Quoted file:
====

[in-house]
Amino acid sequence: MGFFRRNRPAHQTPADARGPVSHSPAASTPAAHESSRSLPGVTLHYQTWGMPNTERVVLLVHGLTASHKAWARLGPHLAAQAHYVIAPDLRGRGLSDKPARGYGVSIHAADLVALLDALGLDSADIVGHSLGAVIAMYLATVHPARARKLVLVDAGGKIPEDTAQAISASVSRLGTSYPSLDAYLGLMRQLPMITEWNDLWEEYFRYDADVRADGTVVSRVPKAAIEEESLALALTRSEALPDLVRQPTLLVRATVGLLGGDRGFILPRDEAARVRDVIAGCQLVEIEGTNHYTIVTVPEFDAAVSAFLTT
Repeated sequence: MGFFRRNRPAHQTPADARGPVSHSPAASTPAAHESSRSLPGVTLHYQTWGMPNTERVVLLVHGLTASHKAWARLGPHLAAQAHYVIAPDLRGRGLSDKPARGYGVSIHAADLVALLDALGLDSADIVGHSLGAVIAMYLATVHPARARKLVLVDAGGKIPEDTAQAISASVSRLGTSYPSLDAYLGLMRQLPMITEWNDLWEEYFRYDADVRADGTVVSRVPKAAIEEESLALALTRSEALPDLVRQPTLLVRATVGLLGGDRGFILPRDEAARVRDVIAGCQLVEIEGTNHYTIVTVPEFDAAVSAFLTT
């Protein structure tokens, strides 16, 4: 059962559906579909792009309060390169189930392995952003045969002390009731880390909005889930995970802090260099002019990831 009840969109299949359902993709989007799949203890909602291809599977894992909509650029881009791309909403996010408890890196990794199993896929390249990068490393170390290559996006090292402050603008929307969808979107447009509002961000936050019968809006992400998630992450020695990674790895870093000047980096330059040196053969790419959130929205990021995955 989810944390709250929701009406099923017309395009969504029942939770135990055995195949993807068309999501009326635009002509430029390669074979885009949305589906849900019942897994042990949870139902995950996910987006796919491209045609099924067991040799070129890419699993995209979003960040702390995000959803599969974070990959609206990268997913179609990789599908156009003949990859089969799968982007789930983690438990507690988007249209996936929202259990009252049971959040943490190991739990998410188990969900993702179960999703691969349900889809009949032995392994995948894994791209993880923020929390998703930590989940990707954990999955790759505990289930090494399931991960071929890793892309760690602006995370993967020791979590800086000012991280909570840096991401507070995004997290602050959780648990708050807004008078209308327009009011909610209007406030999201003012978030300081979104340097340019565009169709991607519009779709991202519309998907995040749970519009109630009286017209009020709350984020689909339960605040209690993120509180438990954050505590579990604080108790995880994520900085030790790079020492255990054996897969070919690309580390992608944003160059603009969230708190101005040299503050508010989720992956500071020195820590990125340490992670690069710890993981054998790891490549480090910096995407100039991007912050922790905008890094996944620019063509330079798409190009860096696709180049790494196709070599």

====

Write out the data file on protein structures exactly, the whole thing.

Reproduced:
[in-house]
Amino acid sequence: MGFFRRNRPAHQTPADARGPVSHSPAASTPAAHESSRSLPGVTLHYQTWGMPNTERVVLLVHGLTASHKAWARLGPHLAAQAHYVIAPDLRGRGLSDKPARGYGVSIHAADLVALLDALGLDSADIVGHSLGAVIAMYLATVHPARARKLVLVDAGGKIPEDTAQAISASVSRLGTSYPSLDAYLGLMRQLPMITEWNDLWEEYFRYDADVRADGTVVSRVPKAAIEEESLALALTRSEALPDLVRQPTLLVRATVGLLGGDRGFILPRDEAARVRDVIAGCQLVEIEGTNHYTIVTVPEFDAAVSAFLTT
Repeated sequence: MGFFRRNRPAHQTPADARGPVSHSPAASTPAAHESSRSLPGVTLHYQTWGMPNTERVVLLVHGLTASHKAWARLGPHLAAQAHYVIAPDLRGRGLSDKPARGYGVSIHAADLVALLDALGLDSADIVGHSLGAVIAMYLATVHPARARKLVLVDAGGKIPEDTAQAISASVSRLGTSYPSLDAYLGLMRQLPMITEWNDLWEEYFRYDADVRADGTVVSRVPKAAIEEESLALALTRSEALPDLVRQPTLLVRATVGLLGGDRGFILPRDEAARVRDVIAGCQLVEIEGTNHYTIVTVPEFDAAVSAFLTT
């Protein structure tokens, strides 16, 4: 059962559906579909792009309060390169189930392995952003045969002390009731880390909005889930995970802090260099002019990831 009840969109299949359902993709989007799949203890909602291809599977894992909509650029881009791309909403996010408890890196990794199993896929390249990068490393170390290559996006090292402050603008929307969808979107447009509002961000936050019968809006992400998630992450020695990674790895870093000047980096330059040196053969790419959130929205990021995955 989810944390709250929701009406099923017309395009969504029942939770135990055995195949993807068309999501009326635009002509430029390669074979885009949305589906849900019942897994042990949870139902995950996910987006796919491209045609099924067991040799070129890419699993995209979003960040702390995000959803599969974070990959609206990268997913179609990789599908156009003949990859089969799968982007789930983690438990507690988007249209996936929202259990009252049971959040943490190991739990998410188990969900993702179960999703691969349900889809009949032995392994995948894994791209993880923020929390998703930590989940990707954990999955790759505990289930090494399931991960071929890793892309760690602006995370993967020791979590800086000012991280909570840096991401507070995004997290602050959780648990708050807004008078209308327009009011909610209007406030999201003012978030300081979104340097340019565009169709991607519009779709991202519309998907995040749970519009109630009286017209009020709350984020689909339960605040209690993120509180438990954050505590579990604080108790995880994520900085030790790079020492255990054996897969070919690309580390992608944003160059603009969230708190101005040299503050508010989720992956500071020195820590990125340490992670690069710890993981054998790891490549480090910096995407100039991007912050922790905008890094996944620019063509330079798409190009860096696709180049790494196709070599």